Fish’s article is so good and thorough that you need to read the whole thing. But I can’t resist quoting one last part:
In the guise of upping the stakes, intelligent designers lower them, moving immediately to a perspective so broad and inclusive that all claims are valued not because they have proved out in the contest of ideas but simply because they are claims.
There’s a word for this, and it’s relativism. Polemicists on the right regularly lambaste intellectuals on the left for promoting relativism and its attendant bad practices – relaxing or abandoning standards, opening the curriculum to any idea with a constituency attached to it, dismissing received wisdom by impugning the motives of those who have established it; disregarding inconvenient evidence and replacing it with grand theories supported by nothing but the partisan beliefs and desires of the theorisers.
The invocation of soft-minded relativism is quite ironic for people whose worldview is authoritarian and absolute. If there’s one thing that I would add to Fish’s article, it’s that not only is “teach the controversy” merely a convenient political ploy, it is in many ways diametrically opposed to the core belief system of the ID movement. The lack of sincerity of this approach is apparent when one considers that the ID movement began largely as a compromise between young-Earth and old-Earth creationists, people who previously attacked each other bitterly over what for them were issues of Biblical interpretation that could not be compromised. The ID movement’s answer to this schism was not to “teach the controversy”, it was to bury the controversy, to never talk about it in a way that could threaten their alliance against hated evolution. These people represent the most reactionary elements of society whose entire purpose is to suppress those things they perceive as controversial – even frivolous things like cross-dressing. And yet they try to sell their ideas by appealing to very liberal virtues they hate.
But what of this “controversy” anyway? Those of us in biology and related fields are well aware that there is no controversy over the basics of evolution, and among the ID movement’s litany of criticisms, the only valid one they have is that we still don’t know everything – a trivial fact that doesn’t justify tinkering with science curricula. But the IDists still keep insisting on what the rest of us know to be false: That there exists a strong minority who doubt the basics of evolution, or who favor ID. And that brings us to our second article. Bob Camp of CSICOP decided to put this claim to the test by asking the heads of biology departments at major research universities whether or not there’s a scientific controversy over evolution within their departments. What he found should come as no surprise. Of the 73 responses he got back, only one (1) agreed that there existed a controversy. One additional respondent gave an ambiguous answer. The other 71 were quite clear that there was no controversy within their departments; that whatever controversy might exist out in society at large, it doesn’t exist among the professional scientists that they work with on a daily basis. If one doubts that this is what the respondents meant, simply read the article and see what some of them had to say. The comments range from mundane disapproval of ID to crushing oh snap! take-downs. As for the one who responded in the affirmative, Camp doesn’t tell us who the person is or what university he or she resides at, but he does mention that the school is a “theological medical university” that is “dedicated to an ideological view of the world”.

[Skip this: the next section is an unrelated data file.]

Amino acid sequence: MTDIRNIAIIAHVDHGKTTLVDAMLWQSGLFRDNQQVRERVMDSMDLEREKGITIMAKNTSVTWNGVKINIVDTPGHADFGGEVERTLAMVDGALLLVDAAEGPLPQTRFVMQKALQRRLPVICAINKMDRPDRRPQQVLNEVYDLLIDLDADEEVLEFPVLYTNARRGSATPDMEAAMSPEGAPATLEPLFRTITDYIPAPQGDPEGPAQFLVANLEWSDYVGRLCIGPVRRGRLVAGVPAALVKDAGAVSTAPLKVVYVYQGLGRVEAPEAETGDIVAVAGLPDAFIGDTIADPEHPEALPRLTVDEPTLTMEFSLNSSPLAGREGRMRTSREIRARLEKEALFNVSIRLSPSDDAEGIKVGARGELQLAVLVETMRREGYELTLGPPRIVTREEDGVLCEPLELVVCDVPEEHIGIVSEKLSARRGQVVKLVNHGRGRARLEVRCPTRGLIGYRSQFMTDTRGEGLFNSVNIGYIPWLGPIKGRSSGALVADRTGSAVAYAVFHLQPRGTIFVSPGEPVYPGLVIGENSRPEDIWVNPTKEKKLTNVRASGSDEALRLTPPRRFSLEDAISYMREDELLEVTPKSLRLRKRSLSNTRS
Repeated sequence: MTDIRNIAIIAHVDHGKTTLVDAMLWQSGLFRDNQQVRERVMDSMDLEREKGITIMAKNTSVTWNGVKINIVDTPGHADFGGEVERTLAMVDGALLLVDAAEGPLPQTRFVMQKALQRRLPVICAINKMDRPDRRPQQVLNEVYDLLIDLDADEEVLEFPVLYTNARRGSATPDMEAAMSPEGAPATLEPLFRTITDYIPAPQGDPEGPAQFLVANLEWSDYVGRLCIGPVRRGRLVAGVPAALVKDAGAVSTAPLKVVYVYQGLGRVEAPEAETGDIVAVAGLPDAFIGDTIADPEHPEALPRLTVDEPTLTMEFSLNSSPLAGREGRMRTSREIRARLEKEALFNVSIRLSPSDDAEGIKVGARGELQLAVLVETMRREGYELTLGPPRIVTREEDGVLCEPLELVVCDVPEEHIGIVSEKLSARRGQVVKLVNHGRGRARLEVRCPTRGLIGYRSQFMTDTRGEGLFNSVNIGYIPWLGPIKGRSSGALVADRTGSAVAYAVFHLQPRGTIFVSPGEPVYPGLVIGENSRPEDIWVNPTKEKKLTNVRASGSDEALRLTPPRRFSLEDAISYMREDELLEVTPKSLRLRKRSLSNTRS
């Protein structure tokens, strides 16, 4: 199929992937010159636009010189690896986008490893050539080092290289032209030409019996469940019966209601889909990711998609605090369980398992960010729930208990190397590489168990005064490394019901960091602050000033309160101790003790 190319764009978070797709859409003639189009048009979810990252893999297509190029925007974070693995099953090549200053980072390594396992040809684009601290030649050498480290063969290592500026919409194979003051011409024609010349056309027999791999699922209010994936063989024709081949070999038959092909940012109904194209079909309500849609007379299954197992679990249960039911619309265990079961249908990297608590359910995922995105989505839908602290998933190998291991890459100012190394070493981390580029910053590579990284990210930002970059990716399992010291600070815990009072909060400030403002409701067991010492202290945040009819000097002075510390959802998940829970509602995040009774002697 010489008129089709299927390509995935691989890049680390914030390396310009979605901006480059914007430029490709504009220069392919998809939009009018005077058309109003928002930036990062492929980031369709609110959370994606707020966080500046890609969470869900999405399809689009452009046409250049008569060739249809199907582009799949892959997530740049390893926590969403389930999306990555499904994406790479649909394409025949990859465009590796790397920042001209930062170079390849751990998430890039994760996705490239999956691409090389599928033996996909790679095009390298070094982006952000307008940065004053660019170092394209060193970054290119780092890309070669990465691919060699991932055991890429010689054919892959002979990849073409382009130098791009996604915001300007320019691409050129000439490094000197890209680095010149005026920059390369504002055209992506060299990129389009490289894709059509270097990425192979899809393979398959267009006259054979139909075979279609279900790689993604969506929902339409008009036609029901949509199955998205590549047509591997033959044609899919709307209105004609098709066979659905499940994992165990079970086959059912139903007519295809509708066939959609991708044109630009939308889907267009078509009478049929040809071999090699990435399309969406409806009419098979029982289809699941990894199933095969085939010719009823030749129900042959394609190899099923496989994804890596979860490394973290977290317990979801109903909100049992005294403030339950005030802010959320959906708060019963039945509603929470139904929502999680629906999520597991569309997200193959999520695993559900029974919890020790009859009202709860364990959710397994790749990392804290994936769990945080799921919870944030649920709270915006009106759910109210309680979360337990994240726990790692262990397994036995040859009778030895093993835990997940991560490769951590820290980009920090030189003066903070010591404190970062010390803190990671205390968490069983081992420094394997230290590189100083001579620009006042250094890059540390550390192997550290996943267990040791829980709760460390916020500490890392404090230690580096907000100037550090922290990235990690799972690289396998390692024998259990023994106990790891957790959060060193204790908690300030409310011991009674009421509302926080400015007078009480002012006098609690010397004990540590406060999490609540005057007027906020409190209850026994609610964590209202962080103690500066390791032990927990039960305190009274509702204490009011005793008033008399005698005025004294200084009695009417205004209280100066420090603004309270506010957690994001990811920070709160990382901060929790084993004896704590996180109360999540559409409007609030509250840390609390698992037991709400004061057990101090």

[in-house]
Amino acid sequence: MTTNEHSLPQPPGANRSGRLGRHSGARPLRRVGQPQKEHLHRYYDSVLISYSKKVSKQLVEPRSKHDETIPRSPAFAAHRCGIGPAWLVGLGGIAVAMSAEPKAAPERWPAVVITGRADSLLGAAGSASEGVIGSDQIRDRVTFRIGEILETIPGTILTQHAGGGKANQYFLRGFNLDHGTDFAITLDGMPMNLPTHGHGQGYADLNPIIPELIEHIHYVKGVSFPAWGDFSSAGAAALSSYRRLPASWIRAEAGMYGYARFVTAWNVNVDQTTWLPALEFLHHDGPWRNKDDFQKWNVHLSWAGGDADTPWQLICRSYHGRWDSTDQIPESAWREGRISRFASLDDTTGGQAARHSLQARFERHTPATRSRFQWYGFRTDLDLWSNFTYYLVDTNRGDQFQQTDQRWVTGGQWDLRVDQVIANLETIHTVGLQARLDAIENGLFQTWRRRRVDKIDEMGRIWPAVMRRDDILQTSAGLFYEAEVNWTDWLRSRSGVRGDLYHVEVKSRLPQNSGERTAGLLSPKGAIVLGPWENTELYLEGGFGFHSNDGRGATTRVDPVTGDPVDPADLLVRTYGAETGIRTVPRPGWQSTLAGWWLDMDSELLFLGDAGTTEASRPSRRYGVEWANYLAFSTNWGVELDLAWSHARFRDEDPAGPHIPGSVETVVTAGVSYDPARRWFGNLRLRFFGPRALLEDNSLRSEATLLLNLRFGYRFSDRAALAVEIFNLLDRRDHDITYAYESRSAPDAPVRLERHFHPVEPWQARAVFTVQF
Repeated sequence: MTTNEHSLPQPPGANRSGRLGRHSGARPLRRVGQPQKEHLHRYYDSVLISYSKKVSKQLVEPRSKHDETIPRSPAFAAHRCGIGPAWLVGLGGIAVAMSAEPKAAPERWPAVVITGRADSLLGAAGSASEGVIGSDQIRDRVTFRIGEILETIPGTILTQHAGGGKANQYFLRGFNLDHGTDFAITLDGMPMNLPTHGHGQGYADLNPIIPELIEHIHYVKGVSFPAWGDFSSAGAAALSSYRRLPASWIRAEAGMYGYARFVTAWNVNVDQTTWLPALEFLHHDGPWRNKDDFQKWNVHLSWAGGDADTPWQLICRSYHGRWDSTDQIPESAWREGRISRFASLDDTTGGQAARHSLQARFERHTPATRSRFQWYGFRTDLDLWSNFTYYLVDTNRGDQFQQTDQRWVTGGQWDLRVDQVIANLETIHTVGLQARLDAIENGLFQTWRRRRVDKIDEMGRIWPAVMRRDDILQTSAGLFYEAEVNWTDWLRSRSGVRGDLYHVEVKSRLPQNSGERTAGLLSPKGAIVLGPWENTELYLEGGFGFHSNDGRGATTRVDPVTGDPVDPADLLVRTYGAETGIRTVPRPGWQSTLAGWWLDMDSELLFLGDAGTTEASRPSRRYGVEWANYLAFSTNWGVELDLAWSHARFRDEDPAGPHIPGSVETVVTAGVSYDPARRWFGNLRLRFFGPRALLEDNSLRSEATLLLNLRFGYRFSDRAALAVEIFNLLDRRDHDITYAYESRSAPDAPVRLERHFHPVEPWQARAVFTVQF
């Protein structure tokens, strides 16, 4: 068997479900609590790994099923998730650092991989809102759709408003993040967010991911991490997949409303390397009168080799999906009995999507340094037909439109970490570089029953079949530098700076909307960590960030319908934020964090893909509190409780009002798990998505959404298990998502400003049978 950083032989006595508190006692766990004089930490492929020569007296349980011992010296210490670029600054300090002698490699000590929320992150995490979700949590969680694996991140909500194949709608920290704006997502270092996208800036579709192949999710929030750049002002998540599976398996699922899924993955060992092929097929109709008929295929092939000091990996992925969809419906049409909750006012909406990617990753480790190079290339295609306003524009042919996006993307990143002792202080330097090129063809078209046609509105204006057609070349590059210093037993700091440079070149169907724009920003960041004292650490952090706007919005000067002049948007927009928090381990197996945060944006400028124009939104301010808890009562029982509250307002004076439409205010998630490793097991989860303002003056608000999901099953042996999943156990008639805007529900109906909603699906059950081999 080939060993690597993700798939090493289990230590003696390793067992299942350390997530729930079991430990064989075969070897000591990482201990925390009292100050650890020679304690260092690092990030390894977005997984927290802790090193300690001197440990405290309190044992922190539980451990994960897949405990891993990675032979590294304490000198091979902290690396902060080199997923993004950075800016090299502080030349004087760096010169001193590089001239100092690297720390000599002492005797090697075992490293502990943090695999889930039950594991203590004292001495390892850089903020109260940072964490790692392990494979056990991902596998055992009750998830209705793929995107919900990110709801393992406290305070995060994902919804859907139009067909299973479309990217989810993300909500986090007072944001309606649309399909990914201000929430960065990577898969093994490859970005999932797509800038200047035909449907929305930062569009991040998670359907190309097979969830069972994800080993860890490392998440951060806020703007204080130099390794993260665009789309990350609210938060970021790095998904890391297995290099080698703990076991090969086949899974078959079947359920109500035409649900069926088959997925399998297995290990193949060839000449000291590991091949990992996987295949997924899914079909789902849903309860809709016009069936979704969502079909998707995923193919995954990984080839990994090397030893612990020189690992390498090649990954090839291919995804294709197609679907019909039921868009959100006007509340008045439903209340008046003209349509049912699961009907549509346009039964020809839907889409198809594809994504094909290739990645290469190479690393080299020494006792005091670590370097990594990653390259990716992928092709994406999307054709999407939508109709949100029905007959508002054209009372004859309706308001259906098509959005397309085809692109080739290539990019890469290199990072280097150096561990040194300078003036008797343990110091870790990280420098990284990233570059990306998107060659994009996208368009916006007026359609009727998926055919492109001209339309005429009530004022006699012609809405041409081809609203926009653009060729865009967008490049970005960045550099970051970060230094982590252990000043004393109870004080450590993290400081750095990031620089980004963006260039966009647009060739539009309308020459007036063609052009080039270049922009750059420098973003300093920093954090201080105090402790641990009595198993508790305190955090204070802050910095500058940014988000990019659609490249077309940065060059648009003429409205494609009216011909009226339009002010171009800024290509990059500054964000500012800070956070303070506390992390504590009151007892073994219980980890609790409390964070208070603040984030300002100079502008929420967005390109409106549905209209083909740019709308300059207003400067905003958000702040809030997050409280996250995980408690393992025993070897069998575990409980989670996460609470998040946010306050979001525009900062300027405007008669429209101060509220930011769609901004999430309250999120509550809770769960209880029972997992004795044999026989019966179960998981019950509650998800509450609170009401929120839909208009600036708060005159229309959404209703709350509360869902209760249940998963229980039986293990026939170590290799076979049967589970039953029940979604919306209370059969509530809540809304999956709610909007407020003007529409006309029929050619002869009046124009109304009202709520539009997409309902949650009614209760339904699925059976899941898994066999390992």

There is indeed a controversy within many conservative religious institutions regarding evolution, a split between those who find evolution to be compatible with their faith and those who don’t. There are a large number of religious conservatives, many of whom would describe themselves as evangelical, who do not have a problem with evolution. I think one might learn a thing or two about contemporary American Christianity by exploring this issue more in depth. But this is not a controversy the ID movement wants taught.
Update: Bob Camp also has the article at his blog with some additional material and commentary.